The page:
Some things stated above are not business as usual. For one, Battle Royale is becoming a serious esports. Secondly, companies in Las Vegas are willing to invest in esports as a lucrative entertainment model and last but not least, Facebook is attacking Twitch on its position as a streaming service.

What will be called the H1Z1 Pro League will see its first professional battle royale esports league tournament starting on April 21 at a new venue in Las Vegas. The competition will be held by Caesars Entertainment, league operator Twin Galaxies, and game publisher Daybreak Game Company. 15 teams will take on each other in an arena that is circular, so fans have the chance to watch all the teams all the time. Twin Galaxies, co-chairman Jace Hall calls the league the beginning of esports 2.0. This ‘level up’ means that everybody gets to participate in-, and profit from the success of an event. So not only the players on the teams and their owners, but the game publisher, league operator and most importantly the fans as well!

Really eSports 2.0????

Yes, yes, promoters usually use hyperboles to exaggerate how awesome and game changing their product is gonna be. Whether Jace Hall is right about his claims has yet to be seen. There are indeed promising signs, then again, the build venture can only host 300 people. Which aint huge for esports standards and giving it a VIP’ish vibe.. Let’s see how this translates into ‘everyone can benefit’.

(image credit: esp gaming)

Chances to win big; the semi-pro circuit

How do bookmakers decide on their odds? Well, a magician never truly tells ofcourse. But, you can assume that bookmakers have a closer watch on the major leagues and teams. Making the odds on the regional and semi-professional circuit a ‘wild west’ of odds. A place where you can win big, and likewise, lose big as well…

League of Legends European Masters tournament

A perfect opportunity to try profiting on bookmakers limited ‘scouting’ capacities is just around the corner! 26 teams take it out for a prize pool of €150,000 in the League of Legends European Masters tournament, starting with the group series 14th to 17 of April. The tournament, held in the UK, features players that are on the threshold of making it big. There is a good chance that we’ll see the winners of this tournament in the EU League of Legends Championship Series (LCS). Knockouts will follow in the weekend of April 19 to 22 and the grand finals will take place April 28-29, live in Leicester.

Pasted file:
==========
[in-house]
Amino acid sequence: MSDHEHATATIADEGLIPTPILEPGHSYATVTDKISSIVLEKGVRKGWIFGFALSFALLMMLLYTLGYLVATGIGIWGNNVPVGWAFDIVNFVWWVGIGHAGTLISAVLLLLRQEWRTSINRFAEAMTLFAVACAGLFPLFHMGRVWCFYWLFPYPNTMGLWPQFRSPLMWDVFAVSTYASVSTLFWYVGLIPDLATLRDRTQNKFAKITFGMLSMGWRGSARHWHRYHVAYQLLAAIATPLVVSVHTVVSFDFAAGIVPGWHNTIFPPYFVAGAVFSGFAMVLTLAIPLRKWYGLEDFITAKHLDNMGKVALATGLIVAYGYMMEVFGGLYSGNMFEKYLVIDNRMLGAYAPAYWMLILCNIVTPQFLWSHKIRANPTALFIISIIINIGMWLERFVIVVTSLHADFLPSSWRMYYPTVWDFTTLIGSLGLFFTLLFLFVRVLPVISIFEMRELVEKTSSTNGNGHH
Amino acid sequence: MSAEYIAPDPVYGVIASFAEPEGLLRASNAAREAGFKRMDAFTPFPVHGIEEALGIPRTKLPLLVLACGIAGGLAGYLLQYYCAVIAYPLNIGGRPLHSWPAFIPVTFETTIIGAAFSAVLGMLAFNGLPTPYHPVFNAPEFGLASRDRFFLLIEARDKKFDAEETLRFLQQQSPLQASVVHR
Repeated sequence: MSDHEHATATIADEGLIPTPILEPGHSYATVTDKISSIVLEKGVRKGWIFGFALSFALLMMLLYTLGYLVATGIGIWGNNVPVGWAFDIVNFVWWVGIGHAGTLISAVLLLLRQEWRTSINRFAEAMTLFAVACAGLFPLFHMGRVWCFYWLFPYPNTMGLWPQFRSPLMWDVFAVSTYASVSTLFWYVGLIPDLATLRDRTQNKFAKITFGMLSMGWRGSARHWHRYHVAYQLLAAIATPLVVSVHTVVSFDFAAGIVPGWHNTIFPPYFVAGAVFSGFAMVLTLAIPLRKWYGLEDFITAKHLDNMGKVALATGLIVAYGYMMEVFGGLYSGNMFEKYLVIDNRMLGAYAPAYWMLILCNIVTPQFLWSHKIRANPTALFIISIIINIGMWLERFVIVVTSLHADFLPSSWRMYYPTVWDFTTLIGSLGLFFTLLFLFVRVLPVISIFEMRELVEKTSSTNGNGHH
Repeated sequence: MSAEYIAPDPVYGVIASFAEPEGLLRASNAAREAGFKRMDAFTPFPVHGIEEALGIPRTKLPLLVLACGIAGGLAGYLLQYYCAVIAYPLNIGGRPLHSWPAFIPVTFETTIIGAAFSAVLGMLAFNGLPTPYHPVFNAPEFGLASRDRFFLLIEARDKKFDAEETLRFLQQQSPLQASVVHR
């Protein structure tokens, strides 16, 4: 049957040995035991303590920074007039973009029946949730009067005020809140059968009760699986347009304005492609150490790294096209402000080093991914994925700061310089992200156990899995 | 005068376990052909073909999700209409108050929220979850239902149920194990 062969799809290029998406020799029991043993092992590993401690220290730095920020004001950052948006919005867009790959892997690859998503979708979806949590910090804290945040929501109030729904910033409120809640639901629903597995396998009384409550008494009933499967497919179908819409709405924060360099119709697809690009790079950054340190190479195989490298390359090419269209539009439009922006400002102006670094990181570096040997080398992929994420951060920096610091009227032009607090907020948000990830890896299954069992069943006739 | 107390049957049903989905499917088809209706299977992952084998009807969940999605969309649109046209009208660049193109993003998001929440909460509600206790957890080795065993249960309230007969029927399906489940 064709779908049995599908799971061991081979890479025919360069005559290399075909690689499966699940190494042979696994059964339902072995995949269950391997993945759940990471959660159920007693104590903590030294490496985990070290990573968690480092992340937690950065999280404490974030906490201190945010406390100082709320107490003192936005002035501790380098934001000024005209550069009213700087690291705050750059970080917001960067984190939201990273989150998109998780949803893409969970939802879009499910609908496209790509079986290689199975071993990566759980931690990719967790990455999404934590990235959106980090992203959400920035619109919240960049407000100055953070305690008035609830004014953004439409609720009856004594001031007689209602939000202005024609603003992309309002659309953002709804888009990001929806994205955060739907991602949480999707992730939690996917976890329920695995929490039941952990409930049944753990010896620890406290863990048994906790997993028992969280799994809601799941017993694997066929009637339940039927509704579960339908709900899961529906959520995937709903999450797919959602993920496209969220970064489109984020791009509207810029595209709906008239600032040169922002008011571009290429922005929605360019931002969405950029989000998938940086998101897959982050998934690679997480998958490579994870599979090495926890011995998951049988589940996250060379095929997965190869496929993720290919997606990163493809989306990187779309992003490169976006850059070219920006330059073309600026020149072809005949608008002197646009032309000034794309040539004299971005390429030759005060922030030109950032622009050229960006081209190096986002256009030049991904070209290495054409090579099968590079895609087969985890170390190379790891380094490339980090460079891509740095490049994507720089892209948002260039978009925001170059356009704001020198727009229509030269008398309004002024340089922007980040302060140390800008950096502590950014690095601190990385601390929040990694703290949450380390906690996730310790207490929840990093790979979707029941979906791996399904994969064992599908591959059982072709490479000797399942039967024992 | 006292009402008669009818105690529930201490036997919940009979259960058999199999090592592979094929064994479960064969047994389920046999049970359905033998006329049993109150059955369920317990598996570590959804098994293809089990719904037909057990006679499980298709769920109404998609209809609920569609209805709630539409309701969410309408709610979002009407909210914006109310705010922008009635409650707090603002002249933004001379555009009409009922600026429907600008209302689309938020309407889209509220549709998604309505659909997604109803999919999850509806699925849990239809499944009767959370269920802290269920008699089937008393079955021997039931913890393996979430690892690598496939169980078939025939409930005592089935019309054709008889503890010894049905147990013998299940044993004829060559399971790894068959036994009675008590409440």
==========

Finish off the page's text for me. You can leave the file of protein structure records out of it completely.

Getting an edge

Though a week’s time isn’t a whole lot, it is still worth it to dive into the statistics of the participating teams. It’s the group stage where the odds are most ‘unbalanced’, due to no one really knowing what to expect. Maybe you are not into taking big risks, just sit out the group stage and find out who has chances on taking the title and perhaps, who might be outsiders that bookmakers missed.

“We’re thrilled to continue our partnership with Riot Games by powering the League of Legends European Masters,” said James Dean, UK Managing Director at ESL. “From our time running the ESL Premiership for League of Legends, we know how incredible the level of play in these competitions can be! The Spring split is a great opportunity for fans to see some of the most impressive rising stars in the European League of Legends scene. Our aim is to offer an even better competition experience for fans, and even more opportunities for talented European players to raise their game in esports.”

Players to watch (our tips)

We wouldn’t be MasterMazuma if we didn’t atleast gave you some tips on players to watch this tournament.

Quixeth (support), SPG Esports (Switzerland)

A support that knows how to play lot’s of support characters and wants to prove the world wrong about Europe not having any good support players. Making name since last year, this Norwegian player is one to keep an eye on.

Milica (midlaner), Kliktech Esports (Croatia)

Watch out PerkZ, Milica is here for your title as best east-european midlaner. His team absolutely dominated the regionals in the balkan with an unprecedented 20 win streak.

Crownshot (ADC), Mad Lions (Spain)

This youngster formerly known as Crownie, coming from Slovenia, wrecks havoc with his Ezreal plays. The French already know what he is capable of, now the rest of Europe follows.

SendOo (toplaner), ExceL eSports (UK)

One of the few promising top-laners the UK has to offer. This will be a tournament where he can make or break; we can assure you he wants to prove himself!

Kikis (jungler), Illuminar Gaming (Poland)

The pressure aint that high for everyone, we conclude with a veteran that has been around making name since 2011. After a successful international career, Kikis now focuses on supporting the LoL scene in Poland.